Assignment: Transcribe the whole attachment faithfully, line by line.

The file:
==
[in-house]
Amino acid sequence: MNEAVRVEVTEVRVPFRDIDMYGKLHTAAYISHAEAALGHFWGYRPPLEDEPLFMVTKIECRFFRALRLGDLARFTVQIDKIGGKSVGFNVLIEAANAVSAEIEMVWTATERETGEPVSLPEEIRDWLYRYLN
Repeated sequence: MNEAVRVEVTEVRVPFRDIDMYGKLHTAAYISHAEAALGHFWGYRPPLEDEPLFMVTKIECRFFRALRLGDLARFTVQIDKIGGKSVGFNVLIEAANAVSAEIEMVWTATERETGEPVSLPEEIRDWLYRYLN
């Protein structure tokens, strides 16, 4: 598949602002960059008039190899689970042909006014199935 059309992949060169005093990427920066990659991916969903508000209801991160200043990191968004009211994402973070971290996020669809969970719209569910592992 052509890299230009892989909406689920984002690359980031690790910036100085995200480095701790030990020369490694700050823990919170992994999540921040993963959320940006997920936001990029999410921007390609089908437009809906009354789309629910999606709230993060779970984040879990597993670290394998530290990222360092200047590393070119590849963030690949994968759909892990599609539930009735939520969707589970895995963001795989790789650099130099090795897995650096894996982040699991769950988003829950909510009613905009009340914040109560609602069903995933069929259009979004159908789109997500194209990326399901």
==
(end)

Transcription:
[in-house]
Amino acid sequence: MNEAVRVEVTEVRVPFRDIDMYGKLHTAAYISHAEAALGHFWGYRPPLEDEPLFMVTKIECRFFRALRLGDLARFTVQIDKIGGKSVGFNVLIEAANAVSAEIEMVWTATERETGEPVSLPEEIRDWLYRYLN
Repeated sequence: MNEAVRVEVTEVRVPFRDIDMYGKLHTAAYISHAEAALGHFWGYRPPLEDEPLFMVTKIECRFFRALRLGDLARFTVQIDKIGGKSVGFNVLIEAANAVSAEIEMVWTATERETGEPVSLPEEIRDWLYRYLN
């Protein structure tokens, strides 16, 4: 598949602002960059008039190899689970042909006014199935 059309992949060169005093990427920066990659991916969903508000209801991160200043990191968004009211994402973070971290996020669809969970719209569910592992 052509890299230009892989909406689920984002690359980031690790910036100085995200480095701790030990020369490694700050823990919170992994999540921040993963959320940006997920936001990029999410921007390609089908437009809906009354789309629910999606709230993060779970984040879990597993670290394998530290990222360092200047590393070119590849963030690949994968759909892990599609539930009735939520969707589970895995963001795989790789650099130099090795897995650096894996982040699991769950988003829950909510009613905009009340914040109560609602069903995933069929259009979004159908789109997500194209990326399901």